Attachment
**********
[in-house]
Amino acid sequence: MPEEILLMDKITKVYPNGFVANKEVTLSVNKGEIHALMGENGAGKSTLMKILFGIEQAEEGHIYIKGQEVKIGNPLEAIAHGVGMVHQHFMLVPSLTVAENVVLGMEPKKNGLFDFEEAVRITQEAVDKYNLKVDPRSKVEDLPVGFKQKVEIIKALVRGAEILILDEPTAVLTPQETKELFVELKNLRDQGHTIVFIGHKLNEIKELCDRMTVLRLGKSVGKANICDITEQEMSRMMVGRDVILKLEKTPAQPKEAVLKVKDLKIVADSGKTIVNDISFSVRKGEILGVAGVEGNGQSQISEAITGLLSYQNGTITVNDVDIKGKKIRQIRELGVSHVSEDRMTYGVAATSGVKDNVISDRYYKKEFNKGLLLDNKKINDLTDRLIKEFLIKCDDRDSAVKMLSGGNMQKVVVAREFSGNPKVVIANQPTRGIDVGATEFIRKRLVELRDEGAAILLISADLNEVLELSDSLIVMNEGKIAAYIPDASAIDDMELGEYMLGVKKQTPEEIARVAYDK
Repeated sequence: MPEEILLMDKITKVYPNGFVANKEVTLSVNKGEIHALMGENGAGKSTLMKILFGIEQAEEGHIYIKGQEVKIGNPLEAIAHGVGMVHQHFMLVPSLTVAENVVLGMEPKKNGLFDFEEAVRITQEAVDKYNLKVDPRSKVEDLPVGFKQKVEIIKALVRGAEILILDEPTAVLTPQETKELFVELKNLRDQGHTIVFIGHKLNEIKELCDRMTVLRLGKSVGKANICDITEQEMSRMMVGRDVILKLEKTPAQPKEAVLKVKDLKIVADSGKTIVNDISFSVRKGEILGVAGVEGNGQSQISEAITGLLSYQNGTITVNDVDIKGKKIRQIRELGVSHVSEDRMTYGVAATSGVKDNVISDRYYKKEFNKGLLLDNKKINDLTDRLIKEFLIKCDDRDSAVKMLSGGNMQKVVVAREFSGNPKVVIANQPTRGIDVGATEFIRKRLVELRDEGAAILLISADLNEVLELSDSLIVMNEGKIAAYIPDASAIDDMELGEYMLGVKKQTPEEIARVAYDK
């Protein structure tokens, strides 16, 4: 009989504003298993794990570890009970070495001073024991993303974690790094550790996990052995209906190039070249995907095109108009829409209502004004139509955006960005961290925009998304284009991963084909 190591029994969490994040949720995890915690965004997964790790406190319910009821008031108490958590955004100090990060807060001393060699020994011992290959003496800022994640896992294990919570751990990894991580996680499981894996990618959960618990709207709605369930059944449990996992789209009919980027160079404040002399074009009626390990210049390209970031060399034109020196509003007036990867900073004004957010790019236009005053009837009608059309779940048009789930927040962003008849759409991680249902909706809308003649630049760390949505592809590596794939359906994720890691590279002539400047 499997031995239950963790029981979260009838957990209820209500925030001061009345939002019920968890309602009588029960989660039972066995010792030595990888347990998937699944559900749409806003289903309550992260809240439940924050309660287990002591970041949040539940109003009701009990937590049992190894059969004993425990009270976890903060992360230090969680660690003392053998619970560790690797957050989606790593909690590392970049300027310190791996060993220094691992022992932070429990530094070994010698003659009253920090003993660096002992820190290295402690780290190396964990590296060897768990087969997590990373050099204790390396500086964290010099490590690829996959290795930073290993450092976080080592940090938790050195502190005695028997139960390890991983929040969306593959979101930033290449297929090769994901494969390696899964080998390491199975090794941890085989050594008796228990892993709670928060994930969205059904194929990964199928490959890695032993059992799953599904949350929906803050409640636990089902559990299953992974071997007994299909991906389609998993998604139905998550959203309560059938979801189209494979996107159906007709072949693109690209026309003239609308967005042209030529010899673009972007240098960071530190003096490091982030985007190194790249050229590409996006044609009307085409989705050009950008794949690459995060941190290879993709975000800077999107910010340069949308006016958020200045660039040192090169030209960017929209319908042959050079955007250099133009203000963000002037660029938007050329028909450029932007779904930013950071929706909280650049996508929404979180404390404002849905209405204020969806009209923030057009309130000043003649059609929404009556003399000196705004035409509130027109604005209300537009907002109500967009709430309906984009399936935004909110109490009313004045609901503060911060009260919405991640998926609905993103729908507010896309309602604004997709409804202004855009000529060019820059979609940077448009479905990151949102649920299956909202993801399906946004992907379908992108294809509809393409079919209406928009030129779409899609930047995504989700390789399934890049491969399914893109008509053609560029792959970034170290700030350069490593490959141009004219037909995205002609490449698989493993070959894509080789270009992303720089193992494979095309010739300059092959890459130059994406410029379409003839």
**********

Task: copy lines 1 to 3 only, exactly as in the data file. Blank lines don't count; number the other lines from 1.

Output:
[in-house]
Amino acid sequence: MPEEILLMDKITKVYPNGFVANKEVTLSVNKGEIHALMGENGAGKSTLMKILFGIEQAEEGHIYIKGQEVKIGNPLEAIAHGVGMVHQHFMLVPSLTVAENVVLGMEPKKNGLFDFEEAVRITQEAVDKYNLKVDPRSKVEDLPVGFKQKVEIIKALVRGAEILILDEPTAVLTPQETKELFVELKNLRDQGHTIVFIGHKLNEIKELCDRMTVLRLGKSVGKANICDITEQEMSRMMVGRDVILKLEKTPAQPKEAVLKVKDLKIVADSGKTIVNDISFSVRKGEILGVAGVEGNGQSQISEAITGLLSYQNGTITVNDVDIKGKKIRQIRELGVSHVSEDRMTYGVAATSGVKDNVISDRYYKKEFNKGLLLDNKKINDLTDRLIKEFLIKCDDRDSAVKMLSGGNMQKVVVAREFSGNPKVVIANQPTRGIDVGATEFIRKRLVELRDEGAAILLISADLNEVLELSDSLIVMNEGKIAAYIPDASAIDDMELGEYMLGVKKQTPEEIARVAYDK
Repeated sequence: MPEEILLMDKITKVYPNGFVANKEVTLSVNKGEIHALMGENGAGKSTLMKILFGIEQAEEGHIYIKGQEVKIGNPLEAIAHGVGMVHQHFMLVPSLTVAENVVLGMEPKKNGLFDFEEAVRITQEAVDKYNLKVDPRSKVEDLPVGFKQKVEIIKALVRGAEILILDEPTAVLTPQETKELFVELKNLRDQGHTIVFIGHKLNEIKELCDRMTVLRLGKSVGKANICDITEQEMSRMMVGRDVILKLEKTPAQPKEAVLKVKDLKIVADSGKTIVNDISFSVRKGEILGVAGVEGNGQSQISEAITGLLSYQNGTITVNDVDIKGKKIRQIRELGVSHVSEDRMTYGVAATSGVKDNVISDRYYKKEFNKGLLLDNKKINDLTDRLIKEFLIKCDDRDSAVKMLSGGNMQKVVVAREFSGNPKVVIANQPTRGIDVGATEFIRKRLVELRDEGAAILLISADLNEVLELSDSLIVMNEGKIAAYIPDASAIDDMELGEYMLGVKKQTPEEIARVAYDK